Likewise he came sometimes to Mount St. Agnes, and sought to speak with the Brothers in their cells, and as he was holding converse with a certain one of them, he said, amongst many other good things, “Very good is the life that ye pass here, and the more safe is the road that ye traverse in that ye abide in the cloister afar from the multitude of men. I, who almost every day do traffick with worldlings, what can I learn thereby save the acts of worldly men? I am a man untaught, neither have I knowledge of the life of contemplation, nor do I seek to take hold on lofty matters—but sometimes I can preach in simple words to untaught and common folk—yet henceforth I purpose to amend myself with more diligence, and by God’s favour to apply myself to things of greater moment.” When he said this, that Brother was greatly edified at the humble words that proceeded from his mouth. It is said also in his preaching he uttered this notable saying: “Why should I say more? Words do beget a multitude of words—and acts beget their kind. The fruit of the Word is its fulfilment in deed.”
He was buried in the church at Windesem, where also certain other devout Brothers and Priests do sleep, and after him John Haerlem was preferred to rule over the Sisters in Zwolle, since the well-being of the House so determined it; he was one that was sufficiently skilled in sacred learning, and he had lived long and devoutedly in Deventer, and moreover had ruled the House of Florentius for several years.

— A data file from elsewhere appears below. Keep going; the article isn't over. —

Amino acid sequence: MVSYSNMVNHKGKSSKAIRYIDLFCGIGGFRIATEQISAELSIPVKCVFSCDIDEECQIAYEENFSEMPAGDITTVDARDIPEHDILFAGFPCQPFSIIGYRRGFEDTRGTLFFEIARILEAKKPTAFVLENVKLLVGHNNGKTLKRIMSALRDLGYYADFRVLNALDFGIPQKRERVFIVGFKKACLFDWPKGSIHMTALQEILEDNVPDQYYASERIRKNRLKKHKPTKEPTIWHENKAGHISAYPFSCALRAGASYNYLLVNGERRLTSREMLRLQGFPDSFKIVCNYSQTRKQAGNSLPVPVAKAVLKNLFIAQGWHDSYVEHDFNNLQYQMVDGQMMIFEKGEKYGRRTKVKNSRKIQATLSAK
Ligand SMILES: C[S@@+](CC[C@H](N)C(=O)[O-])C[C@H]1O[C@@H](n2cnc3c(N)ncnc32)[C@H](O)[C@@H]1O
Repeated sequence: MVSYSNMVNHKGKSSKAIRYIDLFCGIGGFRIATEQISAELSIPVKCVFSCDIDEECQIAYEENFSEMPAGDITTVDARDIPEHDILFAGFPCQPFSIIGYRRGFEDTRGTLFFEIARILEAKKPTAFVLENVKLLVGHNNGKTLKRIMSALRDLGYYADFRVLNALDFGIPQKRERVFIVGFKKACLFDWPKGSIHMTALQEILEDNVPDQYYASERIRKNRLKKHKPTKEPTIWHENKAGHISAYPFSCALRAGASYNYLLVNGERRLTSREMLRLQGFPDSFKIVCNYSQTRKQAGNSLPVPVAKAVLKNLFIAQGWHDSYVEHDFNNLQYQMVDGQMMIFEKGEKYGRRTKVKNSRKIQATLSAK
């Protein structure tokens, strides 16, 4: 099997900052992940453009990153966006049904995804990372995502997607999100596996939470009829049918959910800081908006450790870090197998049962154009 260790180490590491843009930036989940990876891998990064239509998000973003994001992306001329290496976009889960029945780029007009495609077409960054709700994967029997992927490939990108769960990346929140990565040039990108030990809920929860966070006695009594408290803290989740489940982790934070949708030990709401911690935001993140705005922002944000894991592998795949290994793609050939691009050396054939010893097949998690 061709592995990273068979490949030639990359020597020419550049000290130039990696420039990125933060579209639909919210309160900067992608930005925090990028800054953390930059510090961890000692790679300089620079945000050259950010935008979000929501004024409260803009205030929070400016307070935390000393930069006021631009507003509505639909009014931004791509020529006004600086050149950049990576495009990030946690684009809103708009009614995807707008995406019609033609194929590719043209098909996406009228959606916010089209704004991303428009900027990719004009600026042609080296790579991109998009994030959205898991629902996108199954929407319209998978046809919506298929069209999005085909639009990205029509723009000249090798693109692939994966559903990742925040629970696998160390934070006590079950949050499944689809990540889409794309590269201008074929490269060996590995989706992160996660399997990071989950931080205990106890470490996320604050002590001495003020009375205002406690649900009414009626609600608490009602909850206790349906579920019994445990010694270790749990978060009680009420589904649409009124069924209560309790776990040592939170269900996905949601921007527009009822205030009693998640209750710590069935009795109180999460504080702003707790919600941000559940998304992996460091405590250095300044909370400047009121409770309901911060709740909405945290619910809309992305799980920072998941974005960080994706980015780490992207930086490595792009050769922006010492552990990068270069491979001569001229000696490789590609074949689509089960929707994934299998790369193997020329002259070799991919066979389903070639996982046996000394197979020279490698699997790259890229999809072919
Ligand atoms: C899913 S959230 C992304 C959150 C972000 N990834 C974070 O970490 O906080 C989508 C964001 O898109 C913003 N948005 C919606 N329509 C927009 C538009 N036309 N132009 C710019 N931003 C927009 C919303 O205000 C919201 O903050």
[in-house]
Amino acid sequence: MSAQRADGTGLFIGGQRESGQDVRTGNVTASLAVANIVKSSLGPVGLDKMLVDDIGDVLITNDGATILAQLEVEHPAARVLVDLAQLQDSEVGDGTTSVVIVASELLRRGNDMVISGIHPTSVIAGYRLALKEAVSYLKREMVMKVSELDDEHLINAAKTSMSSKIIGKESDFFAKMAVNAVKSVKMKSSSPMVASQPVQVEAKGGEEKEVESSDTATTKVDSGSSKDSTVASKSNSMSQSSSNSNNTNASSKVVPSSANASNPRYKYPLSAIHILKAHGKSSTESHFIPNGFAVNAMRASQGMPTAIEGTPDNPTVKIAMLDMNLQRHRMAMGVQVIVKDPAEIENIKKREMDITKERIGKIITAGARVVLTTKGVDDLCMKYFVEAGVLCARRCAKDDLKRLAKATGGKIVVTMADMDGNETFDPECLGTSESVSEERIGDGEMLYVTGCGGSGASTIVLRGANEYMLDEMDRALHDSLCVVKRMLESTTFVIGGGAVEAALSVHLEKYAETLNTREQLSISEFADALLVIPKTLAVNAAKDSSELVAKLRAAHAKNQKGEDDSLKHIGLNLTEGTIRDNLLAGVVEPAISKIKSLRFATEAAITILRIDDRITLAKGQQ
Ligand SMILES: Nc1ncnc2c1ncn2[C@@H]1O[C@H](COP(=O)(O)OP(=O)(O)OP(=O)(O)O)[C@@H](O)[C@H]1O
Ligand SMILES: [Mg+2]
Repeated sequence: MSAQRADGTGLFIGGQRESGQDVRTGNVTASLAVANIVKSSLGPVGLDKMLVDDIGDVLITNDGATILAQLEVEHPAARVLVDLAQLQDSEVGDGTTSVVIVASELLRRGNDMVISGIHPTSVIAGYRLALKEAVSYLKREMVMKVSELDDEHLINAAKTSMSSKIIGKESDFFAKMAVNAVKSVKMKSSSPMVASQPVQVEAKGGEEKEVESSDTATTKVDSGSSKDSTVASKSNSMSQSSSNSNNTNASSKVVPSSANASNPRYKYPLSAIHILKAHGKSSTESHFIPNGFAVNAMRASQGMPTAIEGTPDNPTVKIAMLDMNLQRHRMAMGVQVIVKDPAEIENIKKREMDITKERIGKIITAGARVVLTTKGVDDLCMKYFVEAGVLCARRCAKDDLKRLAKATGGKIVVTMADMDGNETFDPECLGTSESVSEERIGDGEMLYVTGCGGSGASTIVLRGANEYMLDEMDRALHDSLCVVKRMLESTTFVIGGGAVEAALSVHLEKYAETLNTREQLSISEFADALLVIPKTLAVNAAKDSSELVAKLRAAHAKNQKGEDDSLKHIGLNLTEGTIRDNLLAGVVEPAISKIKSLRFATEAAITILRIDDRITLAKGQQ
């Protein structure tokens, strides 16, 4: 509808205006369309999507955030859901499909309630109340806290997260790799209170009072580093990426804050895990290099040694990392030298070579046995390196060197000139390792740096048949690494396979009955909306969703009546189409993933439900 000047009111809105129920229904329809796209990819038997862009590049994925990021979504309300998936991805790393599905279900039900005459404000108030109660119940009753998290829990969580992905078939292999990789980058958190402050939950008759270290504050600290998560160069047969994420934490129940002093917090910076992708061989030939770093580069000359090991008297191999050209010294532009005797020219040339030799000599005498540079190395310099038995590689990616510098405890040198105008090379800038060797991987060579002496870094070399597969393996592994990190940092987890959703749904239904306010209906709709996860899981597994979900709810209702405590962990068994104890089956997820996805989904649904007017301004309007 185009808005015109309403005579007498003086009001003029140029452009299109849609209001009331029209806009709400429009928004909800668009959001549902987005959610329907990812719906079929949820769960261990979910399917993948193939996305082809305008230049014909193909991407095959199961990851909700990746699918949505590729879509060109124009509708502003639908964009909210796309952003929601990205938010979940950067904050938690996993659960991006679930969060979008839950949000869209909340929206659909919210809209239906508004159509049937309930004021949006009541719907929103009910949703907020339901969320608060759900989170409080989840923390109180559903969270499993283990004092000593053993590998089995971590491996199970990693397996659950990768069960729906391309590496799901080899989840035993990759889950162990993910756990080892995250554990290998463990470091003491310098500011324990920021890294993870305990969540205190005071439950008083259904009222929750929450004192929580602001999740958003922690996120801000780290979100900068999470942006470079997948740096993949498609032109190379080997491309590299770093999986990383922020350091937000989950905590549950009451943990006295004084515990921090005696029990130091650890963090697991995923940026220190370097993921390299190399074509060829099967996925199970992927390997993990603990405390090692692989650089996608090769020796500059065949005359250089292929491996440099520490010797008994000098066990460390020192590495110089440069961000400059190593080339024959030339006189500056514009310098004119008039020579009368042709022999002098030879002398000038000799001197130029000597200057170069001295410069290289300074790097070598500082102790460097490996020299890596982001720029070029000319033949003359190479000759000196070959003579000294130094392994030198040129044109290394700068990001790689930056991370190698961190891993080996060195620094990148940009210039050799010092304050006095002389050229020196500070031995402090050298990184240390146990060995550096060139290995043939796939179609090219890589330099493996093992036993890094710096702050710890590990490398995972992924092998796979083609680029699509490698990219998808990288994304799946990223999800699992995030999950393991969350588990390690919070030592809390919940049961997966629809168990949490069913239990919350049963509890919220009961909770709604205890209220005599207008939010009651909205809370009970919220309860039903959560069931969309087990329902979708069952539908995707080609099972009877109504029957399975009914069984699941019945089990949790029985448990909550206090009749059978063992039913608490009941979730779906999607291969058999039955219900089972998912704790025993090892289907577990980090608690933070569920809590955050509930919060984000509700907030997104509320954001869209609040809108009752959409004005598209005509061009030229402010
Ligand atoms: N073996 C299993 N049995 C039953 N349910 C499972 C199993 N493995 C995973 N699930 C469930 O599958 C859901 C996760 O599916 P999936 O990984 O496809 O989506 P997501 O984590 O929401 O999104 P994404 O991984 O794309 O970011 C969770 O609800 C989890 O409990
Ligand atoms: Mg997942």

How the Sisters in Bronope were invested.
In the year of the Lord 1411, on the day of the Conception of the Blessed Virgin Mary, the Sisters of the Order of Canons Regular in Bronope were first invested. This House lieth outside the town of Campen, which town is near the bank of the Yssel where that river runneth down to the sea. This investiture, with indelible and perpetual vows to live the life of the cloister, was conferred by the Reverend Fathers and the Priors of our Order, namely, John Vos of Huesden, Prior of Windesem, and William Vorniken of Utrecht, Prior of Mount St. Agnes near Zwolle. To these the care and visitation of the House, and likewise of the house at Diepenvene that lieth without Deventer, were afterward committed by the General Chapter. But the number of these Sisters who were first invested in this place was fourteen, of whom ten became nuns, and four Converts; and of the ten nuns four did make their profession on the same day; the other six, and the four Converts remained for a year as Novices.
In the year of the lord 1412, a General Chapter was holden and the houses of the nuns at Diepenvene and Bronope were incorporated as members of the said Chapter.
The death of Wermbold the Priest.